Bolivia: Entry 6

10 December 2002: Potosí, Bolivia

Subject: Bolivia


I am writing this in what claims to be the Highest Cybercafe In The World - 4000m up in the Andees. We're spending a day in the historical city of Potosí, whose fame depends on the enormous silver deposits that have been mined in its mountain since shortly after the conquest. The Spaniards, in their insatiable desire for precious metals, enslaved the enitre male population of "greater Peru" to work in Potosí's mines for some proportion of the time. The city grew to be the largest in Chirstendom after London, Paris and Seville - if you can really call it part of Christendom since the miners still very actively worship pre-conquest deities, and even the Devil, to whom the say that everything under the ground belongs. Here is a photo of the hill, Cerro Rico, that the mines are underneath.

The mines are still actively worked, though other metals are now more important than silver. The conditions are utterly attrocious and the life expectency of a miner is 42 years, mainly due to silicosis. Of course they are not slaves any more, so why do they do it? Although Bolivia is a poor country there are clearly better options open to them. I can only imagine that it is the lottery player's skewed perception of chance: every miner imagines that they will be the one to find some rich vein that will make their fortune.

Anyway, all these old riches have given the city some nice old architecture (big old doorways are the main things you see from the street) and plenty of churches. This afternoon we went on a tour of the Museo Santa Teressa, a former convent of a closed order. At its largest it was built around eighteen courtyards, but as the city's riches declined it contracted to only three. Finally, within the last few decades, the nuns moved into a corner of the site and the majority was turned into a museum - and a very good one.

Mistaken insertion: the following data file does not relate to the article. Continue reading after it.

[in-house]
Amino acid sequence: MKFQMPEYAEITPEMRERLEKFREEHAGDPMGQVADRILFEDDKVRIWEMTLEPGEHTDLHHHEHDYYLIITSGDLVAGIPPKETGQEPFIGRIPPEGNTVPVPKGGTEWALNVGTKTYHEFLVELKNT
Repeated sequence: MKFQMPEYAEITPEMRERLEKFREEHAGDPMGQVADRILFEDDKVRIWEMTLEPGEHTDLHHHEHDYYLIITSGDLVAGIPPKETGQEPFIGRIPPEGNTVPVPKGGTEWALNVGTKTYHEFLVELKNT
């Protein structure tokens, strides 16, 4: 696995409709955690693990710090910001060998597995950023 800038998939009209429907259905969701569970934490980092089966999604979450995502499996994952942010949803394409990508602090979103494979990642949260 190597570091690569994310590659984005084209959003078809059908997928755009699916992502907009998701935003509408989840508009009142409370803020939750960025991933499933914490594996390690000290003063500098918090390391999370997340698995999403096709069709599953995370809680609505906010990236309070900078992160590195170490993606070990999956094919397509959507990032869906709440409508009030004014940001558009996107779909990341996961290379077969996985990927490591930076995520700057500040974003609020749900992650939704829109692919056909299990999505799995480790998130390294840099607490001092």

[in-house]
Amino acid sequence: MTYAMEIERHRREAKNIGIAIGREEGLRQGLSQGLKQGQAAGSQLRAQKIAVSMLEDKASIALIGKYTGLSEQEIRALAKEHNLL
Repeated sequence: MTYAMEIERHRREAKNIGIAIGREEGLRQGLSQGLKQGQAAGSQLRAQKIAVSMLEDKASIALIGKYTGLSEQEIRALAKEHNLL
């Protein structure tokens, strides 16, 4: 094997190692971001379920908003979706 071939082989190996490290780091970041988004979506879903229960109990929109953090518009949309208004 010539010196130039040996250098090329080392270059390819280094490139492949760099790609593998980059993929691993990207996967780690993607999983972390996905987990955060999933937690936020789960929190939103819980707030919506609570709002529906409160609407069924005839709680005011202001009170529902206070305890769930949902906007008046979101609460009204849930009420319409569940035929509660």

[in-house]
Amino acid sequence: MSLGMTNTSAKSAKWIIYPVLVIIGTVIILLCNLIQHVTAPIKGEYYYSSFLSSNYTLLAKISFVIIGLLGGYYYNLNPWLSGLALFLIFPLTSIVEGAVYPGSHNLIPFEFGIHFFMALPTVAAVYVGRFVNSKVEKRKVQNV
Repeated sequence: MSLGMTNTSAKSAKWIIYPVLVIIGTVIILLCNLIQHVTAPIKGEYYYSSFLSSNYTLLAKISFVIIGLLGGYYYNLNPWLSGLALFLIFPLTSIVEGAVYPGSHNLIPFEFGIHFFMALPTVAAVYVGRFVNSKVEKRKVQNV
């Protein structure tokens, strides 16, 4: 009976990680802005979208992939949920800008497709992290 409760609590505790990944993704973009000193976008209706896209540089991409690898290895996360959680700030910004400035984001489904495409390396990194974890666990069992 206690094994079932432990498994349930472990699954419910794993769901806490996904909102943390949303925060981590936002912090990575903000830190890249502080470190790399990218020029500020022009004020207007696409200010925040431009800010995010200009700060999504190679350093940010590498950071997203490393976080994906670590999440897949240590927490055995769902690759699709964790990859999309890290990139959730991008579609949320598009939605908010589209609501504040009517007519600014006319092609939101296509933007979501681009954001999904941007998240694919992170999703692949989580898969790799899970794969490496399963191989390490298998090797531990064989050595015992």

Of course it is full of religious art, of which we have seen lots recently. But here much of it had been recently restored, the frames repaired and re-guilded and the pictures cleaned, making them much more striking. Apparently when a girl, normally from a noble family, was sent to the convent she took a "dowry". This could be cash or the equivalent value in religious art, and this is where it all came from. We saw one set of vestments that had been made by a novice from the clothes that she arrived in: of course she wore only a habit as a nun. Another thing (what is the word for a religious apron?) was made with silver and gold thread and weighs five kilograms!

The building itself is interesting, as are the courtyards which are all full of plants and a three hundred year old apple tree that still fruits. But probably most interesting of all was to see the way of life that the nuns lived until very recently. They have a lovely old kitchen, and you can see a reconstructed cell. But most interesting was to see how they communicated with the outside world - or rather how they failed to communicate with it. They had a revolving thing where goods could be put on one side by a tradesman and spun around to enter the convent, with money going back in return. Then there were the arrangements for nuns to communicate with their parents, who were allowed to come for an hour a month. They were separated by a five-foot-thick wall with a large hole cut in it. On the outside this hole had a grid of wrought iron bars with spikes pointing out from them. On the inside there was a thick black curtain. So the families could talk to, but not see, their daughters. This carried on until, can you believe it, 1965. After "Vatican II" in 1965 they replaced the black curtain with a piece of glass so they can see each other. I do wonder what we would think if this was going on in Afghanistan or somewhere else where human rights are in the West's spotlight, rather than in a "Christian" country.

Anyway, it was an excellent visit; interestingly one of the best museums in Cusco was also a former convent so maybe it's something worth looking out for.

Miracle Drug Discovered!

I am pleased to report that the "Wonder Miracle Drug" Ciprofloxacin has cured all my recent digestive ills. This stuff is great: it will cure everything from Anthrax to Diarrhea. Visitors to Bolivia, take it from day one and you'll be fine!


Tommorrow we're off to Uyuni, next to the world's largest salt lake. All being well in a few days we'll be across the other side in Chile's Atacama desert. More news then.